Dr. Goetz on Treatment of Metastatic HR+ Breast Cancer

Matthew P. Goetz, MD
Published: Wednesday, Feb 27, 2019



Matthew P. Goetz, MD, chair of the Breast Cancer Disease-Oriented Group and co-leader of the Women’s Cancer Center at the Mayo Clinic, discusses the treatment landscape for patients with metastatic hormone receptor (HR)–positive breast cancer.

The treatment paradigm in this space has evolved over the last few years, Goetz says. The current standard of care is to utilize an aromatase inhibitor (AI)—steroidal or nonsteroidal—along with a CDK4/6 inhibitor in the frontline setting. The commonly used AIs are anastrozole and letrozole. There are also data suggesting that fulvestrant can be combined with a CDK4/6 inhibitor. Moreover, for patients who have progressed on an AI in the adjuvant setting, the standard second-line option is fulvestrant with a CDK4/6 inhibitor.

There are currently 3 FDA-approved CDK4/6 inhibitors in this space: palbociclib (Ibrance), ribociclib (Kisqali), and abemaciclib (Verzenio). Approvals for these agents were based on positive data from the pivotal PALOMA-2, MONALEESA-2 and -7, and MONARCH 3 studies, respectively.
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Matthew P. Goetz, MD, chair of the Breast Cancer Disease-Oriented Group and co-leader of the Women’s Cancer Center at the Mayo Clinic, discusses the treatment landscape for patients with metastatic hormone receptor (HR)–positive breast cancer.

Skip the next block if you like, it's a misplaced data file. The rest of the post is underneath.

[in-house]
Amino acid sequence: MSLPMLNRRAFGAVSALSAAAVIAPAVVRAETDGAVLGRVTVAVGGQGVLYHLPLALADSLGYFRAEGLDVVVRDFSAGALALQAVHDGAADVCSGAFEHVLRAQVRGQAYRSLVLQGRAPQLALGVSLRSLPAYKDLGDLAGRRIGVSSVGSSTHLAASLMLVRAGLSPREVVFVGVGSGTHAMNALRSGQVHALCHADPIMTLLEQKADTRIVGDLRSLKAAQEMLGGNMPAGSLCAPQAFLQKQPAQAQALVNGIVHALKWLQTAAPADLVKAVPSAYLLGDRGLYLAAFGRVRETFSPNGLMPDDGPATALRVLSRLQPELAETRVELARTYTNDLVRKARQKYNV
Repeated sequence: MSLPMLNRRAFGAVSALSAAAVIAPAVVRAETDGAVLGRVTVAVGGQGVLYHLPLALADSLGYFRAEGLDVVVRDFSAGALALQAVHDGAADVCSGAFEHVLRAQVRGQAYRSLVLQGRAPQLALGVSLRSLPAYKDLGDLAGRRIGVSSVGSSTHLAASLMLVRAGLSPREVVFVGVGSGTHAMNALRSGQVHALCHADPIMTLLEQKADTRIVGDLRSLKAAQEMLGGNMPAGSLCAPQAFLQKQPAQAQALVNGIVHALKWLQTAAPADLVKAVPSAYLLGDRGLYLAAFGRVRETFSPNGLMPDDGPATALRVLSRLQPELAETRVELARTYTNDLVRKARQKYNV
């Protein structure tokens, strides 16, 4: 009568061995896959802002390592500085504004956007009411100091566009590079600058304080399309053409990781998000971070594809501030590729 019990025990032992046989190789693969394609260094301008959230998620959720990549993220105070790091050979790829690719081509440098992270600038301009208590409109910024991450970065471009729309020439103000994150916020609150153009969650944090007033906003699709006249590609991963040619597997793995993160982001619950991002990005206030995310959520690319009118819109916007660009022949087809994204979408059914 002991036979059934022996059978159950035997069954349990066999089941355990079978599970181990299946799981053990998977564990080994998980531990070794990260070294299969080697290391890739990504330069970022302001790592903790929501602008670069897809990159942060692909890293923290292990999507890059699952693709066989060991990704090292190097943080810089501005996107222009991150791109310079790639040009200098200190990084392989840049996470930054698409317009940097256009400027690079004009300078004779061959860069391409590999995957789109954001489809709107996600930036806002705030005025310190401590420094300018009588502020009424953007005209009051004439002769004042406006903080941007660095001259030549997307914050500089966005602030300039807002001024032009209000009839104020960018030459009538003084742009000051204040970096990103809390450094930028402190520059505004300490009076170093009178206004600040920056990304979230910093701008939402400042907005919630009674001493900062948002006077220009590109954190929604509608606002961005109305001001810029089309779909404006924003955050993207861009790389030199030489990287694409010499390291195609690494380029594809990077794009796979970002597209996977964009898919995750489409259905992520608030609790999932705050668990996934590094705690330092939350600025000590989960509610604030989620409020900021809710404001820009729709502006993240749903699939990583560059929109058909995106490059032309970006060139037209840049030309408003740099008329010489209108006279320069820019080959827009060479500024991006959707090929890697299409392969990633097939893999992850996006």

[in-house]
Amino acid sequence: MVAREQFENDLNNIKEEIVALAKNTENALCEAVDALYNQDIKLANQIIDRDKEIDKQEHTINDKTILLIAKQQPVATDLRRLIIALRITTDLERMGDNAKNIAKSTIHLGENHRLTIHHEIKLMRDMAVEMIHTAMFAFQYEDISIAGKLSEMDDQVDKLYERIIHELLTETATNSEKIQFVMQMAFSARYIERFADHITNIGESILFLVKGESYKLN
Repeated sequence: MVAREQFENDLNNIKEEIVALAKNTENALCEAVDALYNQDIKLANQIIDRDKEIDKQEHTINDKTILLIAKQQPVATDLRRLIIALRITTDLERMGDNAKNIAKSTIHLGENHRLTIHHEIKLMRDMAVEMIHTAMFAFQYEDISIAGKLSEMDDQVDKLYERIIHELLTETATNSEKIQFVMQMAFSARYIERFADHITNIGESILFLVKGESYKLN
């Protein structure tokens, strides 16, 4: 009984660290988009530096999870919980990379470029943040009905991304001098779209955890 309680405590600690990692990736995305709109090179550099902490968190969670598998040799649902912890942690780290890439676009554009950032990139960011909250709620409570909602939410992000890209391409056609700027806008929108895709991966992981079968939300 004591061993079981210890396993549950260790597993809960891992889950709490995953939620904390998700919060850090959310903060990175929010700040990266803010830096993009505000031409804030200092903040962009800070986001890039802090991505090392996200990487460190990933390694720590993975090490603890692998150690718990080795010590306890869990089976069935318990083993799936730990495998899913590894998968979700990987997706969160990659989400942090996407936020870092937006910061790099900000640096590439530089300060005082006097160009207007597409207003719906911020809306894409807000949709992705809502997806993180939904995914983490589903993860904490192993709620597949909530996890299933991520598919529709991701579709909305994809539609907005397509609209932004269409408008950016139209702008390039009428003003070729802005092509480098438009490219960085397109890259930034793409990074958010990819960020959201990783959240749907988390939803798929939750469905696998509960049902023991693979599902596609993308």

The treatment paradigm in this space has evolved over the last few years, Goetz says. The current standard of care is to utilize an aromatase inhibitor (AI)—steroidal or nonsteroidal—along with a CDK4/6 inhibitor in the frontline setting. The commonly used AIs are anastrozole and letrozole. There are also data suggesting that fulvestrant can be combined with a CDK4/6 inhibitor. Moreover, for patients who have progressed on an AI in the adjuvant setting, the standard second-line option is fulvestrant with a CDK4/6 inhibitor.

There are currently 3 FDA-approved CDK4/6 inhibitors in this space: palbociclib (Ibrance), ribociclib (Kisqali), and abemaciclib (Verzenio). Approvals for these agents were based on positive data from the pivotal PALOMA-2, MONALEESA-2 and -7, and MONARCH 3 studies, respectively.



View Conference Coverage
Online CME Activities
TitleExpiration DateCME Credits
Community Practice Connections™: How Do We Leverage PARP Inhibition Strategies in the Contemporary Treatment of Breast Cancer?May 31, 20191.5
Community Practice Connections™: A Better Way to Stop Pain: Paths Toward Responsible Postsurgical Pain Management for Patients With Breast CancerMay 31, 20191.5
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